Although, as soon as I realize this, my mind flickers to what I know as the ultimate end.  I know that in the end he is going to rise from the dead.  I know that despite my forsaking him, he loves me anyway.  He died for me anyway.  I completely betray him and he dies for me.  He redeems me.  He loves me.

Palm Sunday makes me uncomfortable because it reminds me of my frailty and God's worthiness.  But it also means that not only is the death of my savior coming, but also his resurrection.  It gives me hope.

Maybe it is silly that Palm Sunday makes me uneasy.  Maybe it is silly that I remember all this in the shouting of one word – “Hosanna”.  But perhaps it is a good thing.  Because in this struggle I realize how fallen I am and how good and faithful God is.  I realize once again the message of the Gospel.  It is one that is transforming.  It is renewing.  It is so easy to not really think of what the story of Jesus' passion means for us.  It gives us hope that even as we wave these branches and shout, "Hosanna, blessed be the one who comes in the way of the Lord," there is something larger at work.  We are on our way to betraying our Christ, but Sunday is a-coming.  Behold the risen Lord—greater than all my failures.

Wednesday, February 25, 2015

The Strawberry and the Fennel

I used to journal.  a lot.  Since my brain surgery I haven't for some reason.  I have felt like there is something missing.  Writers block to no end.  When I come to my blog it stunts me and the words do not come.

Last weekend, I went to a conference and we talked about creativity in ministry.  We talked about using different elements of who we are as a person to be creative.  I sat down and wrote.  I allowed myself the space to sit with my journal and a pen and to let the pen take me where I wanted me to go.  That's generally what seems to happen anyway.

I decided that I want to start writing more.  For Lent I decided to give up eating out -- with a few exceptions.... with groups of friends, for work.  Just not by myself when I don't feel like cooking.  I decided to add onto that a to start writing something, anything, everyday.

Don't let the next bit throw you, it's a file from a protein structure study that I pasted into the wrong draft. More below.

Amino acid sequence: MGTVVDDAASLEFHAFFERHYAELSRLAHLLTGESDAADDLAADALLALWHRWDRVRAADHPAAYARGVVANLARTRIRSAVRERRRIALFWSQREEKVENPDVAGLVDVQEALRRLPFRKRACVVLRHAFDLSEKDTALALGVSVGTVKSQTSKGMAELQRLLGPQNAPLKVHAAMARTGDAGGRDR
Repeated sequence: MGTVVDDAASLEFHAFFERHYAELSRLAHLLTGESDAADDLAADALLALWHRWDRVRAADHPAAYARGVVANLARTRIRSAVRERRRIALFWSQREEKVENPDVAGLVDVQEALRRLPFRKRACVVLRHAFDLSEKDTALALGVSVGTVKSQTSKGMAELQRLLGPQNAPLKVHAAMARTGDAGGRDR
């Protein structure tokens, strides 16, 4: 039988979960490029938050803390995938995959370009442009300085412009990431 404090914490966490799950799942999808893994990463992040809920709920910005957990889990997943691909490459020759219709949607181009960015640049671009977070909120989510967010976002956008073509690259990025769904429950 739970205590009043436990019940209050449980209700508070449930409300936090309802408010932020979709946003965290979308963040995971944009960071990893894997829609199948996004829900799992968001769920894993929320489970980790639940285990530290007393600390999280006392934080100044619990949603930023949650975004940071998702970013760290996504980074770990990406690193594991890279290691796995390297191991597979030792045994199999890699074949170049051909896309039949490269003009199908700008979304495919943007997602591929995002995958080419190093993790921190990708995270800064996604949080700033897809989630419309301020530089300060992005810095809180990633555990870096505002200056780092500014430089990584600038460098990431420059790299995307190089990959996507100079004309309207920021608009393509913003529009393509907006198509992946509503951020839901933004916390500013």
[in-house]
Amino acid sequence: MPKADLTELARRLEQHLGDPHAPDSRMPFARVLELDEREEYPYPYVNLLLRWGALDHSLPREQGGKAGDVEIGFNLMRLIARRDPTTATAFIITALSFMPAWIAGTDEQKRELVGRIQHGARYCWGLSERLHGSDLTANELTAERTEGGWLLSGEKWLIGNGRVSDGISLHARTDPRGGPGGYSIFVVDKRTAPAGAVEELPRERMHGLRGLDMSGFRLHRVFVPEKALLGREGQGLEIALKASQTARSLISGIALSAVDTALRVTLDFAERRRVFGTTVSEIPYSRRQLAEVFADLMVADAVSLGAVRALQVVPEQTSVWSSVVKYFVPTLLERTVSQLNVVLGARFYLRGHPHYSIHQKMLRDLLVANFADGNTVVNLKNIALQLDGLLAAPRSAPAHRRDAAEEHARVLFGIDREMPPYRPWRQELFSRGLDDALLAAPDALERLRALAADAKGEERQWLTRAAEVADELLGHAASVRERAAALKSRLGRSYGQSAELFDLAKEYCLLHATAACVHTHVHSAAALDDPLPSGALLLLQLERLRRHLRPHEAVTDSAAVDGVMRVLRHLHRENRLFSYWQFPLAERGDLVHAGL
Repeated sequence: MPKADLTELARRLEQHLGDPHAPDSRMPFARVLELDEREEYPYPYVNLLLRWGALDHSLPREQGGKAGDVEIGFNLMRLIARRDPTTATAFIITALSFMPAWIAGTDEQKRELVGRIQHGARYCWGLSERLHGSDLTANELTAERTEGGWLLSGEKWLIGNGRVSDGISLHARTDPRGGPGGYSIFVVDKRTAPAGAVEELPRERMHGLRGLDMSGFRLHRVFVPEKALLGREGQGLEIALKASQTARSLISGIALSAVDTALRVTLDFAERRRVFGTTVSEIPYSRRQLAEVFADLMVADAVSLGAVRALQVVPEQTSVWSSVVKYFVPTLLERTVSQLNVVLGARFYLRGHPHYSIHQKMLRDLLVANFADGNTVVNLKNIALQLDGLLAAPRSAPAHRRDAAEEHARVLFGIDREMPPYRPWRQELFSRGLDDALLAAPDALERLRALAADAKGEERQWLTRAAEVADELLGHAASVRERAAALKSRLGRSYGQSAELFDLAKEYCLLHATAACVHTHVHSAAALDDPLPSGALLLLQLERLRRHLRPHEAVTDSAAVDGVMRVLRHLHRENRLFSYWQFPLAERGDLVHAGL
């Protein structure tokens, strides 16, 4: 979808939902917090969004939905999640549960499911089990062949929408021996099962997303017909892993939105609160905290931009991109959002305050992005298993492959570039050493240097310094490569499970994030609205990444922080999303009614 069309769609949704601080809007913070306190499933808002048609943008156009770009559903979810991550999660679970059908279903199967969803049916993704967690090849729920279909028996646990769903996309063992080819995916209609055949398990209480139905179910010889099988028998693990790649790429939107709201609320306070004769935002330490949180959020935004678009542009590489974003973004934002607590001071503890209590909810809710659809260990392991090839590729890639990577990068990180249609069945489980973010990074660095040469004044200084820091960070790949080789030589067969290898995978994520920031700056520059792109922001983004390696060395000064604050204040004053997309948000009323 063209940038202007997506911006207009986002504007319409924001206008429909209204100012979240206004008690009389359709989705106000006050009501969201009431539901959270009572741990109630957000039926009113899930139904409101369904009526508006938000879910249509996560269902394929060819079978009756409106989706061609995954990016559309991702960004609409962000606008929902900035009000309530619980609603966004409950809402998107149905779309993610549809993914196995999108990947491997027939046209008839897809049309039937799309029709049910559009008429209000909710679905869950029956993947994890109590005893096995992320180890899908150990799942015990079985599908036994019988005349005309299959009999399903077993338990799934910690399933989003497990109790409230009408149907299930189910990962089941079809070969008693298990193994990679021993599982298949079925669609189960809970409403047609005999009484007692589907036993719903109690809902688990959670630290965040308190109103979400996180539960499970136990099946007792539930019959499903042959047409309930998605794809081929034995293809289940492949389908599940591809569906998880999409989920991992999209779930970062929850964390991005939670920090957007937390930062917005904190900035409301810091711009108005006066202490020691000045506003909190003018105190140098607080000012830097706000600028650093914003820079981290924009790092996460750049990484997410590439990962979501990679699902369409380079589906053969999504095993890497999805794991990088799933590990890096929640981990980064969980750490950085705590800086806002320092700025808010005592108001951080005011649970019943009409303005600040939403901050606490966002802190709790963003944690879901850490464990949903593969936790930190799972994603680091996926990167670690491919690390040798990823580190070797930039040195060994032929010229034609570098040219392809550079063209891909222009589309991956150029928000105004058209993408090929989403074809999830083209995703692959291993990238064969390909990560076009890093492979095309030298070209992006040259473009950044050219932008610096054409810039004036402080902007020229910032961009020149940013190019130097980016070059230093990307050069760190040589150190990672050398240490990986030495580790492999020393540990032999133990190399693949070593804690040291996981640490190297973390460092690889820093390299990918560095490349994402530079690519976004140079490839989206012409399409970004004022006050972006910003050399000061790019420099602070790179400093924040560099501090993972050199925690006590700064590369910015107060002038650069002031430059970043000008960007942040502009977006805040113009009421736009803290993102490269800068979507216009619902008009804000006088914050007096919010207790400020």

What I mean by that is that occasionally throughout the Lenten season I will be putting things that I write onto here as I see fit.  Sometimes about faith.  Sometimes not.  It's generally in loose verse poetry I guess.  I don't know much about all those terms and distinctions.  I just write and read and write so more.  Or I try to.  God willing.


I know no answers.  
I know only questions.
My uncertainty is why I come back.
My uncertainty is in part why I believe.

Because how could I know all the answers and still believe in a God that created 
the buffalo and the fly.
The wolf and the lamb.
The man and the woman.
The victim and the guilty. 
The popular and the outsider.
The strawberry and the fennel.
The rose and the ivy that is poison.

If I start putting my faith in black and white,  I'm afraid that I'll put God in a box that I'll store on my shelf.  A box that I'll creek open when I need to know that Jesus saves of God creates.  And by sliding open the corner of the box, I get concrete answers to my no so concrete questions.  
Questions about what Paul says about women.  
Questions of whether God's plan for creation could involve evolution.  
Living in fear of the almighty God that erupts when he comes out 
of my own boxes and expectations of how I want God to act.

My boxes mean that my God, 
my Jesus, 
is mine.

He is what I want him to be.
He is not who he is really.

My God is not white, 
not black,
not me.

My Jesus is a Jew is Israel.
To take him away from there makes him no longer God and puts me in his place.

So Lord, 
may you come out of the box that I put you in as a genie comes out of it's lamp.

Surround me.

Allow me to know that arriving at grey is fine.
That arriving with more questions is fine.
Because somehow in my questions I do understand.

I understand that I am smaller than I know and that you are larger.
If truly you created the entire cosmos, 
then my box, 
my walls, 
my black and my white, 
they cannot contain you.

My Lord and my God,
allow me to sit within the grey.
Allow me to sit with my questions.

Wednesday, February 18, 2015

Dust like us

Today is Ash Wednesday.

It seems only right that as we prepare for Jesus' death on a cross we remember our own humanity.  

Our frailty.  

That to which our own humanity reminds us that Jesus was human. 
And as we well recall, he was also divine. 

That Jesus is both man, 
and to the ashes he will return, 

but also God, 
And he will live again.  
Truly rising at the end of the Lenten season.

From dust I came,
And to dust I shall return.